TOWNSEND -- Occasionally, during one of the meetings held downstairs at Memorial Hall, people look up at the ceiling with a puzzled frown. Muffled thuds echo through the old building.
What is going on up there?
It is a Renaissance dance class that Michael McDonald is teaching.
Many of the participants are members of the Society for Creative Anachronism (SCA), an international group dedicated to researching and recreating the arts and skills of pre-17th century Europe.
Dance was popular in all levels of society then, both court and folk, and many people participated.
"Our grandparents -- that's what they had for entertainment," McDonald said.
Some of the participants are in "garb" -- clothing made to look like the dress of a much earlier time period. Others wear whatever they had on that day.
Heidi Fowler, the Townsend librarian, wore a dress made by Stephanie Strauss, of New Boston, N.H. With a round neck, fitted waist and long full skirt, the wool shift moved fluidly as Fowler danced.
McDonald teaches dance from the Renaissance period, the latest part of the time period SCA specializes in. Not many dances survive from earlier eras, he said.
One dance he taught in January was developed by a lawyer's guild in Italy. McDonald explained that guilds were responsible for providing entertainment during festivals, and "being lawyers, they kept good records."
The dancers walk through steps similar to modern square dancing, McDonald said, and most of the dances were group dances rather than couples dances.
After walking the dancers through their steps, McDonald plays a recording of period music and leads the dance. He calls out the steps if any of the dancers seem to be confused.
McDonald and Fowler are part of an early music performing group, "Sir Robin's Minstrels." McDonald plays guitar, which he said is a challenge since none of the music was written for that instrument. (It did not exist yet.) Fowler play drums.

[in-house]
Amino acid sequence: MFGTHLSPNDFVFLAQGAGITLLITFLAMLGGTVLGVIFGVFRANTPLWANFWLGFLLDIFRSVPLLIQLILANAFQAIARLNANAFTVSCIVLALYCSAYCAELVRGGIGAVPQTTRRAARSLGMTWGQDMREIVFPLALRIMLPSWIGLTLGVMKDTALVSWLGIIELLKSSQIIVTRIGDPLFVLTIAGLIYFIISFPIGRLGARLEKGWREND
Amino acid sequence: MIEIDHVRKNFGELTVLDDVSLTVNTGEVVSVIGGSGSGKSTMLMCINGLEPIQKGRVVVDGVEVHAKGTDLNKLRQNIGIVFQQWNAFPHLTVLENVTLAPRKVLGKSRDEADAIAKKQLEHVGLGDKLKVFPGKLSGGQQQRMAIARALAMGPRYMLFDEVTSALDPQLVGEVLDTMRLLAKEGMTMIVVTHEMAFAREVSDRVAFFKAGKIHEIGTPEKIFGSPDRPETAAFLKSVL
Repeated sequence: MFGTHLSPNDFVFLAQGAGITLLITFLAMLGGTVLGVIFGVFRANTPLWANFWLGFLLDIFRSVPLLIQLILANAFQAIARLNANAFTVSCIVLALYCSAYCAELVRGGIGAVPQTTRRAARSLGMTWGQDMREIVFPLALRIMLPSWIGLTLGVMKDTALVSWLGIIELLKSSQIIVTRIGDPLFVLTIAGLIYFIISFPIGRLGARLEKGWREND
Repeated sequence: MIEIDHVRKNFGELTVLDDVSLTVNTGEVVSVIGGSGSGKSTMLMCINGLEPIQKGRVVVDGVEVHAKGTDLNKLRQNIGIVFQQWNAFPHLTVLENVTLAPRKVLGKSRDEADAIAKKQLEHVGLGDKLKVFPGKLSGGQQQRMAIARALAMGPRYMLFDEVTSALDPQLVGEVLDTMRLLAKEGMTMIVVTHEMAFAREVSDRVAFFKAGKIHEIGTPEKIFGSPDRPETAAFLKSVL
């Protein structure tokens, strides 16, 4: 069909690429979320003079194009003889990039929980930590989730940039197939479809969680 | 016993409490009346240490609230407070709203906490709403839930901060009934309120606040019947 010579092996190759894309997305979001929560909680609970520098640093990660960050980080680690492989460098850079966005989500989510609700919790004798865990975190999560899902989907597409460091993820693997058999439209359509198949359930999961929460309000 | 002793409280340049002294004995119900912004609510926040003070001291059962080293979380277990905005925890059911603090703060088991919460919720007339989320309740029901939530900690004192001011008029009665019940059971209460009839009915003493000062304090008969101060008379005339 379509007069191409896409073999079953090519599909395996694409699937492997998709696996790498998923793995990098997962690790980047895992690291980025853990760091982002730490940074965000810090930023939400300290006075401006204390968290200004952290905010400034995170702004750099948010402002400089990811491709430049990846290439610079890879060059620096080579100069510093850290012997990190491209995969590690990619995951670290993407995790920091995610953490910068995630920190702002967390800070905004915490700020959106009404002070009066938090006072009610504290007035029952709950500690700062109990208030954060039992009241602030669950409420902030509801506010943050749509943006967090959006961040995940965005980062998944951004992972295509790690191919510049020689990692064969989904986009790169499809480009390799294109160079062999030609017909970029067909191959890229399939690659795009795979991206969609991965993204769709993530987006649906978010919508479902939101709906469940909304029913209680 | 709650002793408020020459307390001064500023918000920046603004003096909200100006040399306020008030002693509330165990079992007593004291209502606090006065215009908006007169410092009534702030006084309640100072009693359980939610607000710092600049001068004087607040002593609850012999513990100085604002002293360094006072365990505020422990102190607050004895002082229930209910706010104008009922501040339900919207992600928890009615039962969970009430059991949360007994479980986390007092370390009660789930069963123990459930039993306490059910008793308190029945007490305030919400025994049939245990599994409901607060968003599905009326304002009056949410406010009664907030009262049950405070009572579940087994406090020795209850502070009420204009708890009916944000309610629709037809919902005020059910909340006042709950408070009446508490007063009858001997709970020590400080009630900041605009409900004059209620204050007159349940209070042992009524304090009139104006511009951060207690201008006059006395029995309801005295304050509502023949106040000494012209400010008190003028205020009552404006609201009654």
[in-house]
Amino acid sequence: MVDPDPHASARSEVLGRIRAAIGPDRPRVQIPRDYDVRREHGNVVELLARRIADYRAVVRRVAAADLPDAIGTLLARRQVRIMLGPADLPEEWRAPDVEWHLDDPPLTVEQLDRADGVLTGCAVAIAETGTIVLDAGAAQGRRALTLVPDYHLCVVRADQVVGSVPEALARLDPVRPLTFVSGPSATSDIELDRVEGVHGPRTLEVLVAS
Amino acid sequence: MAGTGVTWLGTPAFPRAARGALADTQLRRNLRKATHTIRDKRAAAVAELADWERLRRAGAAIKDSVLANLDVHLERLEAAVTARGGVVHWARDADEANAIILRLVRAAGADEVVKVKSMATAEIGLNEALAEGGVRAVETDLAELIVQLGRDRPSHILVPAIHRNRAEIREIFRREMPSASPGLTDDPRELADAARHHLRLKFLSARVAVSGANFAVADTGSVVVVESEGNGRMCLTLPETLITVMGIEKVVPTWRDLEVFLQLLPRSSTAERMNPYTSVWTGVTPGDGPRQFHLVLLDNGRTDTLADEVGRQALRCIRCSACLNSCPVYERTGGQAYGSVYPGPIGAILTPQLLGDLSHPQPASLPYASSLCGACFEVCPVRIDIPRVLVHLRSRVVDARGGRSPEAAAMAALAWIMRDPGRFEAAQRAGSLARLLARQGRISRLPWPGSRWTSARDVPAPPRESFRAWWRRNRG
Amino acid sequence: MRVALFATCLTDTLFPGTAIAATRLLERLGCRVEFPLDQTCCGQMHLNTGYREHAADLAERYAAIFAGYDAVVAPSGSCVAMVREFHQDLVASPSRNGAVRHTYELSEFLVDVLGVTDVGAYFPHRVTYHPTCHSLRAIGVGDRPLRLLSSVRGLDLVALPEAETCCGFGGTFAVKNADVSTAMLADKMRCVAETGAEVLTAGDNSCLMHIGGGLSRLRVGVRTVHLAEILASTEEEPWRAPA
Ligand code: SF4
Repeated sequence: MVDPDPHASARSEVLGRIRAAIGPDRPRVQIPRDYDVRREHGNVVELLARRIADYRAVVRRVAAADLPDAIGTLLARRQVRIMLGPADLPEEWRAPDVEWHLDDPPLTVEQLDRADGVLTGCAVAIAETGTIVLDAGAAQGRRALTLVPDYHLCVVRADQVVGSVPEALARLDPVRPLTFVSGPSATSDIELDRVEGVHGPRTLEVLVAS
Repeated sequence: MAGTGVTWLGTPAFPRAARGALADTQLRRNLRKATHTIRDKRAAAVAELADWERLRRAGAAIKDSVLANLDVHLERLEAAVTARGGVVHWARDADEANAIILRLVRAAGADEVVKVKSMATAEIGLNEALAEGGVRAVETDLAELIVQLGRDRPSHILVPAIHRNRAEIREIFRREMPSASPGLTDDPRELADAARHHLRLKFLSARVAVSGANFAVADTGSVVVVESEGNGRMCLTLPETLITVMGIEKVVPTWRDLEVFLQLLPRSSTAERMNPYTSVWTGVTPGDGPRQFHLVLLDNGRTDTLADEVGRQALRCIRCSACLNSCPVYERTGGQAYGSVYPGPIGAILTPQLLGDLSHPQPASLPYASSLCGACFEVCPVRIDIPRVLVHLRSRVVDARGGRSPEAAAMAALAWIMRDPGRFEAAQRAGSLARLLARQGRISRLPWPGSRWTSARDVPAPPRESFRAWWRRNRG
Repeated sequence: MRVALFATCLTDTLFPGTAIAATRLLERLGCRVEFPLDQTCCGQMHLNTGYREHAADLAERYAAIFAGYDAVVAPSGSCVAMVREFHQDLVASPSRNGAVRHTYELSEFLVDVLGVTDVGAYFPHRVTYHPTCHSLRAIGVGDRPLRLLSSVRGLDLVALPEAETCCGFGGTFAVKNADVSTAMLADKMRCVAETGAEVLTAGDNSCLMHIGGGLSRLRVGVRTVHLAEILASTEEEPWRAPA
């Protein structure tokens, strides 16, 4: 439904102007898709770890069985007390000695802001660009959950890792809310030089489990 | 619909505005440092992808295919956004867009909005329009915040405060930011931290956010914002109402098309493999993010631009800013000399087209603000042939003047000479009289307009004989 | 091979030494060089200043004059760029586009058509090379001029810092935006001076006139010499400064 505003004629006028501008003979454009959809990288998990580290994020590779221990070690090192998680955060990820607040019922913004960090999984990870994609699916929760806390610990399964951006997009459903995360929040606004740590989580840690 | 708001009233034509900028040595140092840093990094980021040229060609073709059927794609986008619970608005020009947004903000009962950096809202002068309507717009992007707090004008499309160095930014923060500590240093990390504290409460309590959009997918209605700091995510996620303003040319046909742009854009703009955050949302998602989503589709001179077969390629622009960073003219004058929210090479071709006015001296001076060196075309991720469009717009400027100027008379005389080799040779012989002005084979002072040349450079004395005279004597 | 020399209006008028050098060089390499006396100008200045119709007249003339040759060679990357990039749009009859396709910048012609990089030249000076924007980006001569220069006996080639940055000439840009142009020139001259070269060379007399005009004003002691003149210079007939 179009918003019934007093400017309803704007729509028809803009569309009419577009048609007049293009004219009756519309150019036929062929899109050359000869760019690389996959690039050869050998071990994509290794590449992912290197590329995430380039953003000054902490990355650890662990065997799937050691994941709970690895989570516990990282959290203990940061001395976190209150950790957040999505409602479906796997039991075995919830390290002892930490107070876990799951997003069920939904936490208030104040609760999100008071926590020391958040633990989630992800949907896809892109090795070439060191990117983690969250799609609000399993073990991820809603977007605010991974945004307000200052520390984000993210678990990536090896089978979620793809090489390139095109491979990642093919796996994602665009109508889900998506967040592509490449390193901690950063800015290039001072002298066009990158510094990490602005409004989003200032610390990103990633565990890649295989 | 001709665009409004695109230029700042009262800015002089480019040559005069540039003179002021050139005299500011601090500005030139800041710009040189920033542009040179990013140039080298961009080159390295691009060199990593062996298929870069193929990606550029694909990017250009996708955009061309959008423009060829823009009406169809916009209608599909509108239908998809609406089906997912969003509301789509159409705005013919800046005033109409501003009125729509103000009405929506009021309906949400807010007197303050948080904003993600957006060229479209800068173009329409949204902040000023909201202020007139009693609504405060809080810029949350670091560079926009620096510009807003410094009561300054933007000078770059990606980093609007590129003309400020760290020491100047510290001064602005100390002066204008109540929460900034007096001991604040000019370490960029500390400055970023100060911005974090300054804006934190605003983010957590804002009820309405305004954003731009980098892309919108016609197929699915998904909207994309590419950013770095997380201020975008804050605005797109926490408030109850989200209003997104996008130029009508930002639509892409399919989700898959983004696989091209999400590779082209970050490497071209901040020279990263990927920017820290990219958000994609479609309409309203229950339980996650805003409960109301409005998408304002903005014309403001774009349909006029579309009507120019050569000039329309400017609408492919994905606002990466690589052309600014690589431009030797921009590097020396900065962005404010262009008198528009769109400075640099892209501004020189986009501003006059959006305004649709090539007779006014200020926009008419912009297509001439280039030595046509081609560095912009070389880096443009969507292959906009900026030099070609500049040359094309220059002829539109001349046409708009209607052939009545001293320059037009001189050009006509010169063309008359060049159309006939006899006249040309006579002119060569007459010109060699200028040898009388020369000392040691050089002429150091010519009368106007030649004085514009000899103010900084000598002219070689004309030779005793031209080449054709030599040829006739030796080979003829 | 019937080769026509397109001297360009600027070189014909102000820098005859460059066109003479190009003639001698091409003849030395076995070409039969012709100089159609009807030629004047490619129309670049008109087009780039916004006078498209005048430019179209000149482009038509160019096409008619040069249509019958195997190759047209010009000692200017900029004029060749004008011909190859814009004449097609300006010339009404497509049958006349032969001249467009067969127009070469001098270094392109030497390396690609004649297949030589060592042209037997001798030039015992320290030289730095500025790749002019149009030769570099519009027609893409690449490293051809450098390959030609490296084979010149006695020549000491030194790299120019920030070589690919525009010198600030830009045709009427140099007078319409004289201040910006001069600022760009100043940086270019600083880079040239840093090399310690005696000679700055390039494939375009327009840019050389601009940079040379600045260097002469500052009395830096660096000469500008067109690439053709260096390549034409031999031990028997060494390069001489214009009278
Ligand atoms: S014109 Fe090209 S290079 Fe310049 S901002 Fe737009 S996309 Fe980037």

McDonald used their CD for the Renaissance dance music.
Everyone is welcome to participate in the dance classes. Membership in SCA is not required, and neither is a costume.
Fowler said members of a folk dance group in Pepperell sometimes come by and so do various library patrons. Some are in garb, some are not.
Strauss bases her clothing designs on period practices and the material used for Fowler's dress is based on material recovered in an archeological dig in Greenland. She said the way the cloth is cut minimizes waste, an important thing when you weave your own material and it is only 22 inches wide.
The site in Greenland was settled by Scandinavians. These settlers later founded a brief-lived settlement in North America around 1,000 A.D., McDonald said.
McDonald is an enthusiastic teacher willing to impart general knowledge and help people enjoy the dance. "I was born with two left feet," he said, "so I have to figure things out. That's what makes me a good teacher."
The program is sponsored by the library. "Nobody gets paid," McDonald said, but he does get the pleasure of teaching his class in a spacious room.
The next Renaissance dance session will be held Thursday, Feb. 19 at 7:30 p.m., upstairs in Memorial Hall.